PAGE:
80. Listening Recommendations – Maurice Ravel, Richard Strauss, and the Classicists
Part One in the series “Regaining Control—Towards New Principles of Organization in the Years following World War I”
In the years which followed World War I, there was a consensus among many composers that the principles of tonality which had guided Western art music for two centuries were no longer functional or even valid. In fact, the devastation wrought by the war only reinforced this aesthetic decision which had been reached sometime earlier. As can be read in my previous article The Break with Traditional Tonality, the early Modernists had undermined tonality without providing any substitutes of wide-reaching consequence: only individual and temporary solutions had been found. The need for a new objectivity had been established, but that objectivity had yet to be found. The present series of articles will survey the music of the interwar years, a time when composers were actively searching for new principles of organization which could replace the tonal order the Modernists had defeated.
For several composers of the interwar period, the restoration of order necessitated a reconciliation with time-honored conventions like classical forms and genres in hopes of building a dialogue with traditional tonality. I call this broad category of composers “The Classicists,” and their new appreciation for tradition came without the same irony or sarcasm of Igor Stravinsky and the Neo-Classicists whose music will be addressed in my next article. This trend, less specific in its origins than Neo-Classicism, was truly international with exponents in France, Russia, Germany, and elsewhere each reaching the same conclusion more-or-less independently.
Especially in the case of MAURICE RAVEL (1875-1937), one of the foremost Classicists, this reconsideration of past values did not necessitate a return to the old ways of Romanticism. Ravel never quit exploring new and exotic music whether that be American jazz and blues or Balinese gamelan. Instead, Ravel brought order to his fully Modern music by applying structural conventions of the past. His historical inspirations were also wide-ranging. In a work like Le tombeau de Couperin for solo piano (1914-17; Listen Here!), Ravel demonstrated an appreciation for the Baroque era, creating a suite thoroughly Modern in its harmonies but crafted around cherished Baroque dances (i.e. the forlane, rigaudon, and menuet) as well as other genres of Baroque origin (i.e. prélude, fugue, and toccata). Ravel’s Piano Trio in A minor (1914; Listen Here!) takes instead a Classical-era approach, as Ravel utilizes a standard four-movement layout with the first movement in sonata-allegro form and even invokes traditional tonality by supplying his composition with a key signature.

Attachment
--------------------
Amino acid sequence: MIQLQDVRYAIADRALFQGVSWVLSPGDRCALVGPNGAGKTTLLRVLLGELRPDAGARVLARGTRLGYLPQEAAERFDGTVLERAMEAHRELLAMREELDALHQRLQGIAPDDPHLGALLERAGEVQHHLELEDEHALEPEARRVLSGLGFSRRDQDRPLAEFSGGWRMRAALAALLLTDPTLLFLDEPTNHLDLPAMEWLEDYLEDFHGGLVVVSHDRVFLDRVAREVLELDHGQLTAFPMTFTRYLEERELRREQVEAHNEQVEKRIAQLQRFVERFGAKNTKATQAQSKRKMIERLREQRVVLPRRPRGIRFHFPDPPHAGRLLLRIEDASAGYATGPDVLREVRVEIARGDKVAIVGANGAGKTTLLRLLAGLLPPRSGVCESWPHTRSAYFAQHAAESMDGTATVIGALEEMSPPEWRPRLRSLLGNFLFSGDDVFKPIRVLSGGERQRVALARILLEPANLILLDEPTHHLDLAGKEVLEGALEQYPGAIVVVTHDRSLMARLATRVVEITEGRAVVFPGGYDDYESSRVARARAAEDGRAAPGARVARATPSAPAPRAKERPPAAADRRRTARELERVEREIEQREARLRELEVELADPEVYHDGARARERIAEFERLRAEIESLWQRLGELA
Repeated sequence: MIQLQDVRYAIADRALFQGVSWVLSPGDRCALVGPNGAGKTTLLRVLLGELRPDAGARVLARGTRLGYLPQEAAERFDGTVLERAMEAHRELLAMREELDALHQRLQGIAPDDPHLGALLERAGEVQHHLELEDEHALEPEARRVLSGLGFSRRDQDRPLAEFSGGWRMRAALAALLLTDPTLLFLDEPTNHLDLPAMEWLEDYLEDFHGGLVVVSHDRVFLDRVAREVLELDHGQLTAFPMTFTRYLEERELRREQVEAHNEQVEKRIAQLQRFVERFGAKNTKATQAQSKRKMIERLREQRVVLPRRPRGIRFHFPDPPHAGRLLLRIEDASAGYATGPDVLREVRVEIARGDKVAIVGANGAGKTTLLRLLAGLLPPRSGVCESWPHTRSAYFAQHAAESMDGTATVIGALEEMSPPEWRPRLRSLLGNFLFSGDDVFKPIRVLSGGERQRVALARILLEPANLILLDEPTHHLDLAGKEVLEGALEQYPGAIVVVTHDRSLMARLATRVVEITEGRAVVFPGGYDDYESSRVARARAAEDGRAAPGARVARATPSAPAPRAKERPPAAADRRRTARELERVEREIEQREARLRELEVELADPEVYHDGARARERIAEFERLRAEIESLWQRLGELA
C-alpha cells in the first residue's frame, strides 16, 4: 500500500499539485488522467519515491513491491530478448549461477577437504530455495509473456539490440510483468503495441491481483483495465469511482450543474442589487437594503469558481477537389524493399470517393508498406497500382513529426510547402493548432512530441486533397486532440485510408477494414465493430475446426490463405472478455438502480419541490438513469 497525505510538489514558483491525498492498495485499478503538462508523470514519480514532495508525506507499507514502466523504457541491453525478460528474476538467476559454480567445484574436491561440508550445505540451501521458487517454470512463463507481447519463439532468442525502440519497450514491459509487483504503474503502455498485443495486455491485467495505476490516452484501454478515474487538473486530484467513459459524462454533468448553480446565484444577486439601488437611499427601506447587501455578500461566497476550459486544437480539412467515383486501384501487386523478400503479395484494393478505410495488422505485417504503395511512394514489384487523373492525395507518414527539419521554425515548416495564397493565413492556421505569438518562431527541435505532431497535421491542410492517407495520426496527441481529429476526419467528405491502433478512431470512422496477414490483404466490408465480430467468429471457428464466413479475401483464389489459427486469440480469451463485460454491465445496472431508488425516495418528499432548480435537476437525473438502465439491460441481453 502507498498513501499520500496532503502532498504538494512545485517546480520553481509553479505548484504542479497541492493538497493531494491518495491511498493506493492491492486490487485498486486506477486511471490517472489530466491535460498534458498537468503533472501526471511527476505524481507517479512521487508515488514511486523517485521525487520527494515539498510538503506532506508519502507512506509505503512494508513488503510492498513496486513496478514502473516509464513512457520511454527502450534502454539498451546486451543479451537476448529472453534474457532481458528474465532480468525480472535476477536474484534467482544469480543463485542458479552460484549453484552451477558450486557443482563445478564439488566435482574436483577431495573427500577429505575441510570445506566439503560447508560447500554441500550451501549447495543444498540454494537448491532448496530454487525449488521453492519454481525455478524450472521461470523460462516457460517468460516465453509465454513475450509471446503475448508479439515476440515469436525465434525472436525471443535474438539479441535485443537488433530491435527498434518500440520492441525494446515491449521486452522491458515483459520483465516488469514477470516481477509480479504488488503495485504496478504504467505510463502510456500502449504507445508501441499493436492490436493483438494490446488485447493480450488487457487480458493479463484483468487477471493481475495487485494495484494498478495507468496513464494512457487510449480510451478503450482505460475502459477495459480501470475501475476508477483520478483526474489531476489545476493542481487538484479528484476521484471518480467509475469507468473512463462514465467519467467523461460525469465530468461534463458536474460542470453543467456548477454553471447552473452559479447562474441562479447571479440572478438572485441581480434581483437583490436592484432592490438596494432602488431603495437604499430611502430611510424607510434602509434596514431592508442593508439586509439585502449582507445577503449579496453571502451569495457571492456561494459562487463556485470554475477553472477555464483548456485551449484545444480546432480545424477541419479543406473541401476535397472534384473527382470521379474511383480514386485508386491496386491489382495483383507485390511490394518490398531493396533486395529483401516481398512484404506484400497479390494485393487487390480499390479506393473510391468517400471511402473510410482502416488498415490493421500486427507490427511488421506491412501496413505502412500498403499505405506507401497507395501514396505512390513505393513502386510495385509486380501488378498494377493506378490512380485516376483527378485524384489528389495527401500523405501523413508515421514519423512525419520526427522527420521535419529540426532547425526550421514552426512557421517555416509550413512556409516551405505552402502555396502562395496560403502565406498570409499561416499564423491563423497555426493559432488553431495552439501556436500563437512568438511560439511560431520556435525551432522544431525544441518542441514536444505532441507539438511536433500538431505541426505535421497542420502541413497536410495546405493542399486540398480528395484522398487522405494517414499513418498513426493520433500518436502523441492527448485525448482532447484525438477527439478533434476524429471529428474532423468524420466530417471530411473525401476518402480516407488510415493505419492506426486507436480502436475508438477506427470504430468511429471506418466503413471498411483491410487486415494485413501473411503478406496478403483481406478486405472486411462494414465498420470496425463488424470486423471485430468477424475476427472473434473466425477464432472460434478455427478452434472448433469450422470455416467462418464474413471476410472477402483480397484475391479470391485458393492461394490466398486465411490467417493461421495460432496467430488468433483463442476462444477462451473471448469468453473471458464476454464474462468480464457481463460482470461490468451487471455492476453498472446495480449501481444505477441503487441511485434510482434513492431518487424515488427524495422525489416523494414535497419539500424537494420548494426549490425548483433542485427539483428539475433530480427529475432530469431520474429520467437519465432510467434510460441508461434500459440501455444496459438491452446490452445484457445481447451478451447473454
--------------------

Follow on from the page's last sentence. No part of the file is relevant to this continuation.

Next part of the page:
Among the other composers who I associate with Classicism in the interwar years are two Frenchmen whose late music is, admittedly, in some ways a holdover from the nineteenth century, but in other ways achieves a poetic sensibility quite distinct from the Romantic past. One of these composers is CAMILLE SAINT-SAËNS (1835-1921) whose three sonatas for wind instruments, written in the last year of his life, recall the Baroque-era sonata through both their scale and unpretentious charm. Here is Saint-Saëns's Clarinet Sonata in E-flat major, Op. 167 (1921; Listen Here!); the others are for oboe and bassoon, respectively. As in the works of Saint-Saëns, the late works of his friend GABRIEL FAURÉ (1845-1924) have a poetic sensibility and refinement that elevate them beyond their Romantic predecessors. If Saint-Saëns achieves this transcendence through simplification, however, then Fauré alternatively adds complexity, inserting many ornamental notes into his well-shaped melodies. As an example, here is Fauré’s Cello Sonata No. 2 in G minor, Op. 117 (1921; Listen Here!).